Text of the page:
A Trio of Tributes…In Case You Missed It

Over the past week, Hollywood lost a legendary filmmaker, a beloved character actor, and a former baby actor from a major 80’s sequel. In a very special In Case You Missed It, we present a trio of tributes to these three beloved figures in the industry.


The first of these tributes is to honor legendary filmmaker John G. Avildsen (1935-2017), Academy Award-winning director best known for the 1976 epic Rocky, which earned him the Oscar, as well as the original Karate Kid trilogy from 1984 to 1989.

According to son Anthony, Avildsen lost his battle with pancreatic cancer on June 16 at the age of 81.

Avildsen, a graduate of New York University, got his start working as an assistant to legendary directors Arthur Penn and Otto Preminger before starting up his career as a prolific director. His first film, 1970’s Joe, starring the late Peter Boyle, did quite moderately and followed that up with 1973’s Save the Tiger.

However, it was the underdog story Rocky that made Avildsen a household name. The story of Rocky Balboa, written by and starring Sylvester Stallone, was a hit film and Avildsen earned the Academy Award for Best Director. This led him to be chosen as the original director of Saturday Night Fever in 1977 before clashing with producers, leading to him being replaced by John Badham.

In 1984, Avildsen struck gold with another underdog story, this time focusing on martial arts. The Karate Kid was a hit film and co-star Pat Morita was nominated for an Academy Award for his role of Mr. Miyagi, a handyman who is also an expert in karate who teaches a bullied newcomer to stand up for himself using unorthodox techniques from household chores. The film was so successful that Avildsen would direct its two official sequels in 1986 and 1989.

Avildsen and Stallone reunited to direct Rocky V in 1990 after Stallone himself directed Rocky II-IV. He directed his last film, Inferno in 1999 before retiring.

Avildsen is survived by his four children. World Film Geek sends its condolences to the family of John G. Avildsen. Here is the video of Avildsen winning his Best Director Oscar for Rocky in 1977.


Our next tribute goes out to Stephen Furst (1955-2017), who will forever be known for his breakout role of Kent “Flounder” Dorfman in the 1978 hit film National Lampoon’s Animal House.

Furst passed away from complications of diabetes on June 16 at the age of 62.

Furst was working as a pizza delivery boy while looking for work as an actor and he did score some small roles before being discovered by Matty Simmons, who gave Furst his breakout role. He joined the cast of the film’s short-lived spinoff series Delta House but would later gain fame as Dr. Elliot Axelrod on the hit 80’s television series St. Elsewhere. He would also appear in the hilarious films Up the Creek in 1984 and The Dream Team in 1989.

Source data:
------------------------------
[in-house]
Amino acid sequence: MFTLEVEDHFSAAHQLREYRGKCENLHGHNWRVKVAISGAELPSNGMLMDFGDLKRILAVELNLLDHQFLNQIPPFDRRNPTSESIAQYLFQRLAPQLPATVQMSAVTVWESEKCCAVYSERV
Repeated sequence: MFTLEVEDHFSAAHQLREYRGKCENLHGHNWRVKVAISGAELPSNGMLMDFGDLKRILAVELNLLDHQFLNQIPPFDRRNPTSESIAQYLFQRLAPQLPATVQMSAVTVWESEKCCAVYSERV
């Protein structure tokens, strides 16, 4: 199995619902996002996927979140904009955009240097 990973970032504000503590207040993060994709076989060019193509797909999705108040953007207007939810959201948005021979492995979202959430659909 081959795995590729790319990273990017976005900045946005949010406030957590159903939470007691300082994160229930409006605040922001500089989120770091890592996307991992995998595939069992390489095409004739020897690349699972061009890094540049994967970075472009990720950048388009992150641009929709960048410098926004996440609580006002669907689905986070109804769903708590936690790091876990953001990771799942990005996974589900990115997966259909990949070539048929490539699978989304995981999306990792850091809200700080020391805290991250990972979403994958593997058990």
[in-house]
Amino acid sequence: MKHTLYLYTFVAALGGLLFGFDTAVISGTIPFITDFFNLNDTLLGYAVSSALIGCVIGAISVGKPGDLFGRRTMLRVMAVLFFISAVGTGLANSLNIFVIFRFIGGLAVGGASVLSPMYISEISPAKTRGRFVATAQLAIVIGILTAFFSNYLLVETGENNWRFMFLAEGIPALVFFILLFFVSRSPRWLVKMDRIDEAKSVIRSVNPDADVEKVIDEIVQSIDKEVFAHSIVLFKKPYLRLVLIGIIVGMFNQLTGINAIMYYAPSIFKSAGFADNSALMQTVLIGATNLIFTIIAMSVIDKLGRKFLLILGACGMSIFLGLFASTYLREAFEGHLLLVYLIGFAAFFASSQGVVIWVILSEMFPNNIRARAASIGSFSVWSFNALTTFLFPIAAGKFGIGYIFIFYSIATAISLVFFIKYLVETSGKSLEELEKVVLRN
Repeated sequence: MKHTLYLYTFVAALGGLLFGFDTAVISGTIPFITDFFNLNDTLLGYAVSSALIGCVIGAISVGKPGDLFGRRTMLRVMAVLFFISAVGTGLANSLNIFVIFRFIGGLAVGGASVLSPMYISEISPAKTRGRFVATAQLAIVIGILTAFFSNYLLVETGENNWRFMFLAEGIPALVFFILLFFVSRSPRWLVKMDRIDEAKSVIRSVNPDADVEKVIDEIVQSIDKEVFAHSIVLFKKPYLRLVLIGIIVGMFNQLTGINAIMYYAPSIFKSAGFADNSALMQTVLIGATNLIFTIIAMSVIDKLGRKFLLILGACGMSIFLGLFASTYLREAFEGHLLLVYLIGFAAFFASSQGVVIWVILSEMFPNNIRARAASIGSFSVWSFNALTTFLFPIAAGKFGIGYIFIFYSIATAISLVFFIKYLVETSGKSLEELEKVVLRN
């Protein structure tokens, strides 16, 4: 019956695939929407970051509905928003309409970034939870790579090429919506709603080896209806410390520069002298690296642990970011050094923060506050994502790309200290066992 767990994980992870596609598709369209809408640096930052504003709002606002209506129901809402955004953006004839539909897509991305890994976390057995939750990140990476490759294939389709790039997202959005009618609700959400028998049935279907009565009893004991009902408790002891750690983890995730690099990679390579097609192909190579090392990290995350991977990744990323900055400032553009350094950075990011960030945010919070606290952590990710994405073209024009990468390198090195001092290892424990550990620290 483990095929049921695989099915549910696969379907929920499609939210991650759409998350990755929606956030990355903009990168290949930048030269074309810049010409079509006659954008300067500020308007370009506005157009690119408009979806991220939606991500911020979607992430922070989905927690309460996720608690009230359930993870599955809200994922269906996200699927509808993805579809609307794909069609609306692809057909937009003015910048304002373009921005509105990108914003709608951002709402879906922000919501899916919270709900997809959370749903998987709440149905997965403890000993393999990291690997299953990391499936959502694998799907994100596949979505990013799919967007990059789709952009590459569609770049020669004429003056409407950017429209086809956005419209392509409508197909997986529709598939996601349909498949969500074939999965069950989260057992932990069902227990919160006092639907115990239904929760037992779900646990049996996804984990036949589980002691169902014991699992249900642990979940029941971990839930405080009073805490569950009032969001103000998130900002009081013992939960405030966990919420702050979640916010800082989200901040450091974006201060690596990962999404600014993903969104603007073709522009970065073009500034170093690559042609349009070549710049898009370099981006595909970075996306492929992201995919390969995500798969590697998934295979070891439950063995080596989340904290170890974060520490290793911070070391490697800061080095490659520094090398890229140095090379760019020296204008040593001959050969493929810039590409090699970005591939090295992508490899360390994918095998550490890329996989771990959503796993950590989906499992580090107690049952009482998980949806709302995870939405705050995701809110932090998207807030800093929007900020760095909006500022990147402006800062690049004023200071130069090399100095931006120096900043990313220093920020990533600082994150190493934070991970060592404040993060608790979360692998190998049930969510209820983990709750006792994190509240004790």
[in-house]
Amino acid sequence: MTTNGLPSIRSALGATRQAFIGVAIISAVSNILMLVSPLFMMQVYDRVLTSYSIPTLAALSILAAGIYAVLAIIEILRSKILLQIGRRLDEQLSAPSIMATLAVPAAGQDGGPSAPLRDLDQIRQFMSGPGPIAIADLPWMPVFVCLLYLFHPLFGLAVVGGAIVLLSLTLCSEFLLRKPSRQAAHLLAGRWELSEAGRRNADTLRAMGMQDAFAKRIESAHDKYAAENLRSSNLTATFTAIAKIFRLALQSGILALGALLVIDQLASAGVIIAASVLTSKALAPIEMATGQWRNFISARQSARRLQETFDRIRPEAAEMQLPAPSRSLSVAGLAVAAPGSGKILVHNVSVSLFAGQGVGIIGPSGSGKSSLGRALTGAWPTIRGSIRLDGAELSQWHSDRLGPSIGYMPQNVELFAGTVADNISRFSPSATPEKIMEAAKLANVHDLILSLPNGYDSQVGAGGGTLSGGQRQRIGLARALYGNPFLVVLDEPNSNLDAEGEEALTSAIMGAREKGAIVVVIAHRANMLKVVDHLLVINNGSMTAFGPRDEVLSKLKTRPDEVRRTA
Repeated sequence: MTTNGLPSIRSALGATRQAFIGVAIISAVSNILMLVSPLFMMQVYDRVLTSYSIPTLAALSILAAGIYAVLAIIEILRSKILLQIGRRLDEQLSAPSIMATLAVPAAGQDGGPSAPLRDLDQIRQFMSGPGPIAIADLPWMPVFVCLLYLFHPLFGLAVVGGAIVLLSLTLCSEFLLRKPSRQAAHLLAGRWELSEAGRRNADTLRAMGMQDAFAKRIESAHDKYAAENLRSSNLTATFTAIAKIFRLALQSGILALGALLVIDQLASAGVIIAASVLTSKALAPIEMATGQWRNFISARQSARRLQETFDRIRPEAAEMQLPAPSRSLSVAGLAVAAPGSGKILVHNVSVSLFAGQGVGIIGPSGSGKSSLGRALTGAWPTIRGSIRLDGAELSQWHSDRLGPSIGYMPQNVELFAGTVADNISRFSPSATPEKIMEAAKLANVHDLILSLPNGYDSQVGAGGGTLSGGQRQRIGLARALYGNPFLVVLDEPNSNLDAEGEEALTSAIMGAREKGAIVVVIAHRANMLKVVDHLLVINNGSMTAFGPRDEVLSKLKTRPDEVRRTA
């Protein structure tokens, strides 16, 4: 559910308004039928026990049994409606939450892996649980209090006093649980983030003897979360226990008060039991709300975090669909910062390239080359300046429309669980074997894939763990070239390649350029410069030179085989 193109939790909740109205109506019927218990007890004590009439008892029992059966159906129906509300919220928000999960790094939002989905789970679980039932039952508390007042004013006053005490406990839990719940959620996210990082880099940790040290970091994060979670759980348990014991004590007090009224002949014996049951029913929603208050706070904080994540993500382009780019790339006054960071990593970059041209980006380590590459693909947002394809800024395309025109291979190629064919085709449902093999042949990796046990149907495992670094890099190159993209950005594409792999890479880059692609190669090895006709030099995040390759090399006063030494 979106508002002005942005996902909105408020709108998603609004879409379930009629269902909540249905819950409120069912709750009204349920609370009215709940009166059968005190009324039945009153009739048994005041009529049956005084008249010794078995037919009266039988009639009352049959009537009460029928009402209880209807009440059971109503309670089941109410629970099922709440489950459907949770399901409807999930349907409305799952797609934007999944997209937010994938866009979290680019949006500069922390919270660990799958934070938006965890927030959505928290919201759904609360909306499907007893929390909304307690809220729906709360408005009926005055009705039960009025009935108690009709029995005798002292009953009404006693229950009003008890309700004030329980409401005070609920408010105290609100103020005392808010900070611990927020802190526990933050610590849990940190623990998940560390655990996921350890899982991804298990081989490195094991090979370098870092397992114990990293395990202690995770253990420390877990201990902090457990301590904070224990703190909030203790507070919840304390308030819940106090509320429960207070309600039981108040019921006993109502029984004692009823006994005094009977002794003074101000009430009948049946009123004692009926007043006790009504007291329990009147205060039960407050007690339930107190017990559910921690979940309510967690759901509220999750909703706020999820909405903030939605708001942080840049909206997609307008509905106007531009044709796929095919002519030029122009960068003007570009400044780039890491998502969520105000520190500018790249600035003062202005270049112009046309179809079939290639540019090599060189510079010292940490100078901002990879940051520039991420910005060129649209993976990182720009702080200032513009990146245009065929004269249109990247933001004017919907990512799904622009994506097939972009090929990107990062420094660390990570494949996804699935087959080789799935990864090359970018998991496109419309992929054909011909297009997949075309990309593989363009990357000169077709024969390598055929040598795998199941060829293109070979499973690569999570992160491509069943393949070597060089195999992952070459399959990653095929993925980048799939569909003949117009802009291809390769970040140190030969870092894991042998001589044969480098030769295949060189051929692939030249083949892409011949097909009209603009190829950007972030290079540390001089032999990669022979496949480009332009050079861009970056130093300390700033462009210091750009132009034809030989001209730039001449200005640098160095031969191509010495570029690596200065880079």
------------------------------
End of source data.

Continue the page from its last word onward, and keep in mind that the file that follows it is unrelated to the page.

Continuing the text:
During much of the early 90’s, Furst appeared on television and after appearing in the 1993 martial arts B-movie Magic Kid, Furst made his directorial debut on the film’s sequel while reprising his role of the uncle of the titular character, played by teen martial artist T.J. Roberts. The sequel allowed Furst to bring in three of his St. Elsewhere co-stars to appear as friends who play poker. They were William Daniels, Howie Mandel, and David Morse.

Furst enjoyed the experience that he would continue to both act and direct in indie features and would also have a career as a voice actor in animated series. His voice credits include Fanboy on WB’s Freakazoid!, and Dash in The Little Mermaid II: Return to the Sea for Disney.

Furst is survived by wife Lorraine and sons Nathan and Griff, both who are involved in the industry. World Film Geek sends its condolences to the Furst family.

Here is a classic scene of “revenge” as Flounder attempts to shoot Niedermeyer’s horse in the hit film Animal House.


Our final tribute goes out to one-time child actor Henry “Hank” Deutschendorf (1988-2017), who was one of two twin brothers who played Sigourney Weaver‘s baby boy Oscar in the hit sequel Ghostbusters II in 1989.

Deutschendorf lost his battle with schizoaffective disorder on June 14 at the age of 29.


The nephew of legendary country music icon John Denver, Henry and his twin brother William were cast in their only role as baby Oscar in the hit sequel, who was to be a sacrifice for a ghostly villain named Vigo, who would have to face the heroes who aren’t afraid of ghosts.

After the film, the Deutschendorf twins lived normal lives and found their calling after training in martial arts. Henry, along with Will, trained in Hawaiian Kempo Jiu-Jitsu, Karazenpo Go Shinjutsu, Shaolin Kempo, and Cardio Kickboxing. Will furthered his training by training in Black Tiger Kung Fu.

The brothers opened up their own martial arts school, the West Coast Martial Arts Academy in Encinitas, California in 2007. In 2008, Henry was diagnosed with schizoaffective disorder, a combination of schizophrenia and bipolar disorder.

Henry is survived by his parents and twin brother Will. World Film Geek sends its condolences to the Deutschendorf family. Will has made an official statement on his brother and hopes to find a cure for this disease. To see Will’s statement and information on how you can help, please visit Will’s page at the Brain and Behavior Research Foundation website.

Here is a video of Henry working on his Iron Palm training in 2012 at the 4S Ranch of the West Coast Martial Arts Academy, straight from his YouTube channel

Rest in Peace, John G. Avildsen, Stephen Furst, and Henry Deutschendorf.

H/T: New York Daily News, The Hollywood Reporter, Variety

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